Julie has had seizures at the Milwaukee Zoo. She’s had seizures at Disney World. She’s had seizures while we were driving at 65 mph down the Edens Expressway in Chicago. She had a seizure during her brother’s Bar Mitzvah, and at more Passover dinners than I care to remember. She’s had seizures all alone in the bathroom, as we stood helplessly outside the door that was blocked by her little body, listening to her head hitting the door. She’s had seizures on airplanes, and while we tried to navigate security at airports. She’s had seizures in swimming pools and on top of climbing bars.
Julie’s seizures were partially controlled with medication until
puberty. We tried a dozen medications, sometimes up to four at
a time, without improvement. I pushed to try every new drug
combination, and became angry when others wanted to give up.
My husband Jim, a physician, understood that after two or three
failures, drugs were unlikely to help, and Julie was at increased risk
of status epilepticus (nonstop seizing). I didn’t realize that Julie
could die from the seizures, or that frequent seizures would affect
her cognitive abilities. We had never heard of SUDEP (Sudden
Unexplained Death from Epilepsy) at that time.
Eventually, surgery was our only option. At 14, Julie underwent
her first surgery, a left temporal lobectomy. Within five months, her
seizures returned, just as she was starting high school. She attended
school as best she could, sitting in a wheelchair with a nurse beside
her at all times. I sat outside the classroom in the hallway. After one
or two classes, I would take her home where she would sleep and
have seizures the rest of the day. She lost 40 pounds, due to medication
side effects, and was disappearing from us… physically and
Further testing revealed that Julie had diffuse cortical malformation
of the left side of her brain, and so a different type of surgery
was suggested--a functional hemispherectomy, which would disconnect
her malformed left hemisphere from the rest of her brain. This
procedure would hopefully prevent the spread of the seizures. The
price was high. We were told she would lose the function of her
right arm and hand, and the entire right side of her body would be
We didn’t understand the full implications and the extraordinary
challenges ahead during her post-operative rehabilitation. We only
knew that we were losing our precious daughter, and that we had
this chance to save her. The decision wasn’t hard. We felt lucky that
she was a candidate for this surgery.
Rehabilitation was long and difficult. She had to relearn to
walk, talk, and retrain bowel and bladder control. She continues in
therapy to this day, five years later. She still does not have functional
use of her right arm or hand and has lost her vision in the right side of each eye. She drools profusely. Over the next two and
a half years, Julie’s seizures gradually returned. Her third surgery
in less than six years was performed, removing more brain tissue
and severing any remaining connections between her left and right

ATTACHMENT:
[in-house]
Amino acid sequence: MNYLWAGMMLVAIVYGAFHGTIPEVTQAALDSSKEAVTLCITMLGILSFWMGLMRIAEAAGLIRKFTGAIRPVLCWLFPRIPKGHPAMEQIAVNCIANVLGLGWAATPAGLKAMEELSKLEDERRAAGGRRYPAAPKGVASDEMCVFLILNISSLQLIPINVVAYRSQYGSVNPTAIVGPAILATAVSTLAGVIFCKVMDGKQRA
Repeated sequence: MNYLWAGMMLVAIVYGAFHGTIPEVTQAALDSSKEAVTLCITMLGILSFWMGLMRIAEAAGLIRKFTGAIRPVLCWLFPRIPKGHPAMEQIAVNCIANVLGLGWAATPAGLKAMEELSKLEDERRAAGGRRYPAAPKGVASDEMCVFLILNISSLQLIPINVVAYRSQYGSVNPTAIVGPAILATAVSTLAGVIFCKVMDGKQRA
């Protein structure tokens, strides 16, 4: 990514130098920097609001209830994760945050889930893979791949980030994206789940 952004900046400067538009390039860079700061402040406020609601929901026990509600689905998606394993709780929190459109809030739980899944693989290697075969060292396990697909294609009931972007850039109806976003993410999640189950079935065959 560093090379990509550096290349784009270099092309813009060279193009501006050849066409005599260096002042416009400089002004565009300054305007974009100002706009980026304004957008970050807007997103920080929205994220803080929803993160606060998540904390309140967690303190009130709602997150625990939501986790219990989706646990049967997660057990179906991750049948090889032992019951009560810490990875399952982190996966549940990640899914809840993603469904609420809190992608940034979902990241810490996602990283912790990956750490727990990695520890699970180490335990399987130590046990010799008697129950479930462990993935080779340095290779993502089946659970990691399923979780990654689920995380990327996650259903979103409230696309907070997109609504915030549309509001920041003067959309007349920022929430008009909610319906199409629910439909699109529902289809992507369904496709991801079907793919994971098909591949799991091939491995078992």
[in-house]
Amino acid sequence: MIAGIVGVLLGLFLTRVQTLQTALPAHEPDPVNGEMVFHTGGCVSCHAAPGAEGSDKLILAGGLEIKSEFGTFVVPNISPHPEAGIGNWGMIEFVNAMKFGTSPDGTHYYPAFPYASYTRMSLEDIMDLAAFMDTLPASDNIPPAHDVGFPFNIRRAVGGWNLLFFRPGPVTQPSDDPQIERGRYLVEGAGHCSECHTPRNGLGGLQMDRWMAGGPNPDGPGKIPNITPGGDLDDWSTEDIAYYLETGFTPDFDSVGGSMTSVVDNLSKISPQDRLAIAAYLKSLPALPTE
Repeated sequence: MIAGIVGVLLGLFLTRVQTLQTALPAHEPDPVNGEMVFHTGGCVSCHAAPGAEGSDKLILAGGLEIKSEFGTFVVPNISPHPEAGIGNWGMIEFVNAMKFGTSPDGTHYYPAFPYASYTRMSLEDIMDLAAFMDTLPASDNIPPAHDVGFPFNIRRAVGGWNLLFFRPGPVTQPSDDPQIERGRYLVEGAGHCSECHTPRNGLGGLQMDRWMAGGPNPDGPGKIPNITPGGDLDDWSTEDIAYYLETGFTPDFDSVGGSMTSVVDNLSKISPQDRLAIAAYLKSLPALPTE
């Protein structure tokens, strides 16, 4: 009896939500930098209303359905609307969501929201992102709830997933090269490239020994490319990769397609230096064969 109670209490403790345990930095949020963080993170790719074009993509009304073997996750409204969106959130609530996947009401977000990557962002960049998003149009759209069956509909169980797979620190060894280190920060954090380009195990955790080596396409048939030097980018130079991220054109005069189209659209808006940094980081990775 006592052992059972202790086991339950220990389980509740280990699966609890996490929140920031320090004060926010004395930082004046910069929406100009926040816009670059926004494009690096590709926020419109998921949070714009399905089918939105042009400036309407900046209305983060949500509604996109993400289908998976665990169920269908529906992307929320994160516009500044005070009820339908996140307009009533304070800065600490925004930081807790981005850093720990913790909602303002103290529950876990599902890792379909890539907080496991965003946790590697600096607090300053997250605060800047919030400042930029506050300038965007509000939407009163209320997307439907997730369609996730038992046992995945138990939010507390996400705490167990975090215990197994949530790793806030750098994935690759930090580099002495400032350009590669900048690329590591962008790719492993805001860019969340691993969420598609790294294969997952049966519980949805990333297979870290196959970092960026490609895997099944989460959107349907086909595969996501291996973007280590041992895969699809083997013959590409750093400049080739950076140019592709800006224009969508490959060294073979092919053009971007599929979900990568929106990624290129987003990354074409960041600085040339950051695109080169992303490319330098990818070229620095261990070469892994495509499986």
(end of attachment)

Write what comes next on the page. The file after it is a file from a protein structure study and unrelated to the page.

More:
hemispheres. She continues to have periodic seizures, and remains
on four medications.
Julie’s story has had an indelible impact on our entire family.
Our other children, Lindsay and Michael, had childhoods of
uncertainty, worry and fear and, I’m sure, to some degree, embarrassment.
The constant monitoring and care required by Julie’s
special needs took time and attention away from her siblings.
Michael’s childhood was punctuated by extended stays out of state
for Julie’s surgeries, and Lindsay found herself alone at numerous
parent weekends at college. They have always been Julie’s greatest
cheering squad, but we know that Julie is not the only one who has
paid a high price. The physical and mental strain of caring for Julie
often sapped all of our energy and patience.
We were introduced to CURE shortly after Julie’s first surgery.
CURE gave us hope. For the first time we dared to think that
scientists could develop cures for these aberrant neurological explosions
that destroy the quality of life, and even life itself for so many.
I became active in fundraising and reaching out to other
families. In April 2005 Jim testified before Congress on the need
for increased funding for epilepsy research and has joined CURE’s
Research Board, participating in the grant review process. We were
pleased to be Honorary Co-chairmen of CURE’s 2006 Annual Benefit,
and our now yearly ‘Drive for CURE’ golf outing is a product
of the love and support of our friends and extended family.
Lindsay and her husband Brad, and our nieces, Ali and Gigi,
are members of CURE’s Junior Board. Michael gave a speech at his
college about epilepsy and the need to support epilepsy research,
and hopes to make CURE a priority for his fraternity philanthropic
Our family is grateful for the opportunity to support CURE
and channel our feelings of helplessness into working together for a
cure. It is probably too late for Julie, but hopefully future generations
will not have to suffer the dire effects of this disease. Parents
should not have to lead their children into operating rooms,
knowing they are sacrificing their child’s arm and hand for the mere
chance at seizure control. A family should never have to lose a loved
one to epilepsy.